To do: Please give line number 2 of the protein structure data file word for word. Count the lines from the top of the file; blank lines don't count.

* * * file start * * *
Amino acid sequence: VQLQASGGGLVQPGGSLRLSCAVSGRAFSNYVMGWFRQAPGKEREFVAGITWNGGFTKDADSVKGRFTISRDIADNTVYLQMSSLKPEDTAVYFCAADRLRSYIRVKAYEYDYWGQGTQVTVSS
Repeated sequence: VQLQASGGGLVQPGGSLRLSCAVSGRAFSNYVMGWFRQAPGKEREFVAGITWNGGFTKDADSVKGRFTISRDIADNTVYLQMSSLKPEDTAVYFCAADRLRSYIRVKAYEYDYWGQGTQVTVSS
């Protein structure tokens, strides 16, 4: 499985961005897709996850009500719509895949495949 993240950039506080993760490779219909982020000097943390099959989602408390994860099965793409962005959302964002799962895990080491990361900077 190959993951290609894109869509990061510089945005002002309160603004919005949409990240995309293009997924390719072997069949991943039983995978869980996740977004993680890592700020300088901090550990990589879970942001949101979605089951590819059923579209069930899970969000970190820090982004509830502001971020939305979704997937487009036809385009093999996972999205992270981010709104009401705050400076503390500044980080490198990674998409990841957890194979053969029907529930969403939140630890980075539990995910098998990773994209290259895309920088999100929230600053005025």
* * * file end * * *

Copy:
Repeated sequence: VQLQASGGGLVQPGGSLRLSCAVSGRAFSNYVMGWFRQAPGKEREFVAGITWNGGFTKDADSVKGRFTISRDIADNTVYLQMSSLKPEDTAVYFCAADRLRSYIRVKAYEYDYWGQGTQVTVSS